Updated:CHARLOTTE, N.C. —
The U.S. attorney's office says underage girls are victims of sex trafficking in Charlotte.
Eyewitness News anchor Natalie Pasquarella found out the federal office is working with authorities on every level to put a stop to it, by forming a new taskforce.
Pasquarella also went along with a local nonprofit that helps victims into one part of Charlotte, after the group received tips of sex trafficking happening there.
Ish Payne is the director of Compassion to Act, a nonprofit that helps human trafficking victims. Payne said the area near Interstate 85 and Sugar Creek Road, where there is a cluster of hotels, is an area of concern for him.
"You knew things were going on, but its seeing it actually happen," said Payne.
Payne said he has received tips that underage girls are being sold for sex in the area.
"You know they're there. Connecting with them is another thing," said Payne.
Payne often drives the streets to reach out to possible victims. He typically hands out information about his group, and asks women if they know of anyone that needs help.
Eyewitness News went along with Payne, and saw some girls who looked under the age of 18 walking to and from hotels and also approaching and leaving cars.
Not far from that area, along I-85, sits a new billboard urging people to report child prostitution.
U.S. Attorney Anne Thompkins said the problem is very real.
"Sex trafficking is happening in this community," said Thompkins.
She said major interstates, like I-85, make Charlotte a prime spot.
"We're an urban area, which is going to bring the sex trade. We have a grid of highways that go through Charlotte, go through this area," added Thompkins.
Thompkins said there are trafficking cases under investigation in Charlotte that involve children ages 15-18. Many of those cases began online, and can involve adult websites advertising girls.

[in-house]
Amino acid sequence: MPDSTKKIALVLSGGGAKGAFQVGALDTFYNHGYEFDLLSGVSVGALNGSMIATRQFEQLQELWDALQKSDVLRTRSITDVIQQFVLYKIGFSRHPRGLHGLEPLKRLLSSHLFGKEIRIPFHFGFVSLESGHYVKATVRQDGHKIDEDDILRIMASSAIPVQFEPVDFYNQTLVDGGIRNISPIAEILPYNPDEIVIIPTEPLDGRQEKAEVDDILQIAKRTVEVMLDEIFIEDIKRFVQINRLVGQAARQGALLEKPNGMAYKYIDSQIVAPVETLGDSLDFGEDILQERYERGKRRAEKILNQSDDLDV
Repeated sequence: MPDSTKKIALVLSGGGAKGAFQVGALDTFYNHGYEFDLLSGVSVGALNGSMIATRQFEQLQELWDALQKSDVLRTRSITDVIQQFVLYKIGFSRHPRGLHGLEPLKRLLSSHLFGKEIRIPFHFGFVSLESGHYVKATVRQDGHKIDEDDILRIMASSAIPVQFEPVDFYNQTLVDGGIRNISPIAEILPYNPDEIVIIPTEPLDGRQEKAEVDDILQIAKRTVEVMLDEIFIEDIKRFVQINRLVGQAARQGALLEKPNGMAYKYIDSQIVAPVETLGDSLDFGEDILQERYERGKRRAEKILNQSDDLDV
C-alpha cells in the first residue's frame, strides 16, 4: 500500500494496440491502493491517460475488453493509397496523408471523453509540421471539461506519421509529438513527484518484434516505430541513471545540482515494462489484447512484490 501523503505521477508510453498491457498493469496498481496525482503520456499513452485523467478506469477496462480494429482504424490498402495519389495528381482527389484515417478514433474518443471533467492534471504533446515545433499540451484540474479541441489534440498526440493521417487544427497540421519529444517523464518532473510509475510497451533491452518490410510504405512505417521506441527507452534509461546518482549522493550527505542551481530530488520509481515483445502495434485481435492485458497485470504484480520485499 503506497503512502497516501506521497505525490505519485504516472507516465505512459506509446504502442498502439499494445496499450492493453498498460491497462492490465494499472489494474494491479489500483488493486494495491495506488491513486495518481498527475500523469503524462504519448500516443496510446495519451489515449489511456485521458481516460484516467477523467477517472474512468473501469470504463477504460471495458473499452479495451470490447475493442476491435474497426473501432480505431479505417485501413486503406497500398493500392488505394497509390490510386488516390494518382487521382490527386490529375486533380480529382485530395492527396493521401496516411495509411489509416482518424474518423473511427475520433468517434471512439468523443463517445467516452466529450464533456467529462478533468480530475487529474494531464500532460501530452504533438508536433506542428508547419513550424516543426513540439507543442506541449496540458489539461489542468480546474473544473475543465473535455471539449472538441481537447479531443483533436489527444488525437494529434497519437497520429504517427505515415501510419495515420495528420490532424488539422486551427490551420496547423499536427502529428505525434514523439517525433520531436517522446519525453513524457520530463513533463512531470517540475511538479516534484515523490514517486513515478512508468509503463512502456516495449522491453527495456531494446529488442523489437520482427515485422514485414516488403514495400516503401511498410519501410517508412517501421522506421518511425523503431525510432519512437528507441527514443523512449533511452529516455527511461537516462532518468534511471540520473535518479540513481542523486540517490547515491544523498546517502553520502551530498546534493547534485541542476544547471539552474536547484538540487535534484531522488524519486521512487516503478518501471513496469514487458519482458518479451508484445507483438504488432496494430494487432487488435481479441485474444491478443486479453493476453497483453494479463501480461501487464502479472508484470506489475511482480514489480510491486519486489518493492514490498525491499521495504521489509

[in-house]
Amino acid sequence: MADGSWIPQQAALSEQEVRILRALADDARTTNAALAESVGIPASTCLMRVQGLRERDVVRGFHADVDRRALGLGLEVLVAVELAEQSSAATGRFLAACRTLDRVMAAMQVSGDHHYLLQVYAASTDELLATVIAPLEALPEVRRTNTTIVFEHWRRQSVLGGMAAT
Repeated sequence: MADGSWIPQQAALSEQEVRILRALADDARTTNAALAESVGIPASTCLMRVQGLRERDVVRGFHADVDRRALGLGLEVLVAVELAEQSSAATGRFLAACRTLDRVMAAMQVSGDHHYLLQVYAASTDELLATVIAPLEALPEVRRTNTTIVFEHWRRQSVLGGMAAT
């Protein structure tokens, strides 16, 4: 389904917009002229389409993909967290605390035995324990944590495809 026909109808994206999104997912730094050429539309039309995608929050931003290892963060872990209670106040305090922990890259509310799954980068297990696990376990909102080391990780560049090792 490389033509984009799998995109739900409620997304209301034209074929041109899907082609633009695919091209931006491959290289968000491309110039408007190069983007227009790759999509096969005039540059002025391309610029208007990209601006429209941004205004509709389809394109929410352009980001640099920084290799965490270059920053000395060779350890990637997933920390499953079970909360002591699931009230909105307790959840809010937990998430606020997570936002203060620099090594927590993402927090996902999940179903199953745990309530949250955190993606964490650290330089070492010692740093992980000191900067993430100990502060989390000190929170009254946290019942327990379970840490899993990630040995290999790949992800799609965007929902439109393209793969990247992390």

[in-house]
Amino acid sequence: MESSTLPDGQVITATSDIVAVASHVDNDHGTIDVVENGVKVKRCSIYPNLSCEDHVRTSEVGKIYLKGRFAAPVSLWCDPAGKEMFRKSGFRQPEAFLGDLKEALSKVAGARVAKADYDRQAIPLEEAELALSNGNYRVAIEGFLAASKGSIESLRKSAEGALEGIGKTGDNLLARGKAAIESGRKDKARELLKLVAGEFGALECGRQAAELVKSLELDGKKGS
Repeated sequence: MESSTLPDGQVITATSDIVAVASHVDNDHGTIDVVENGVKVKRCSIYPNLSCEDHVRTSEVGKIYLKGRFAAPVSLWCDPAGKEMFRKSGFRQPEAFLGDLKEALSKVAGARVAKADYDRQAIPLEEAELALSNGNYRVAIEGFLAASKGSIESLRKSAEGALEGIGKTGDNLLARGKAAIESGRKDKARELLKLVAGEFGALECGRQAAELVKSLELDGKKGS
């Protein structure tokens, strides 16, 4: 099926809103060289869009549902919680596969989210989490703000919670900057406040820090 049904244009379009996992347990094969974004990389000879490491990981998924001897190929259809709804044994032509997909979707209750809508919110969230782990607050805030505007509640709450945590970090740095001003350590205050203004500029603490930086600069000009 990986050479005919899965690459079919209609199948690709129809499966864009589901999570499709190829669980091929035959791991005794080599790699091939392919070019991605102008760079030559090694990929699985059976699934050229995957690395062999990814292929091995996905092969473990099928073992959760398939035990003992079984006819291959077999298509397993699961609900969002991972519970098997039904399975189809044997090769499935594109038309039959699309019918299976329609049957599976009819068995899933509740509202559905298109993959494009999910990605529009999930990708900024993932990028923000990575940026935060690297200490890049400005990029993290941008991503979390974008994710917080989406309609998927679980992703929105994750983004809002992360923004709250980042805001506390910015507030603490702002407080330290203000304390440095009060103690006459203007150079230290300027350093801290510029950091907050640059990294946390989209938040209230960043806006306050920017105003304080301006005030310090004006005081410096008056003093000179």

"The Internet gives a perpetrator a sense of anonymity and a perceived safety," warned Thompkins.
She said pimps target runaways and immigrants, typically girls who struggle financially.
Thompkins also said men often threaten young immigrants with deportation.
Brock Nicholson, with Immigration and Customs Enforcement, also works with Thompkins to target sex trafficking.
"However you came here, you have a right not to be exploited. You have a right not to be a slave," said Nicholson.
Thompkins and Nicholson are both part of a new human trafficking taskforce in Charlotte. The taskforce is made up of the Federal Bureau of Investigation, the State Bureau of Investigation, Immigration and Customs Enforcement, the U.S. Attorney's office, the District Attorney's office and the Charlotte-Mecklenburg County Police Department.
"What we need is, we need passion, we need people, we need interest, and that's what we have," said Thompkins.
The first training event for members of the taskforce will take place on August 21, at Good Shepherd United Methodist Church. The training will include medical and social workers, lawmakers, law enforcement, and community advocates.
For more information on human trafficking, click here.
To find out more about human trafficking in North Carolina, click here.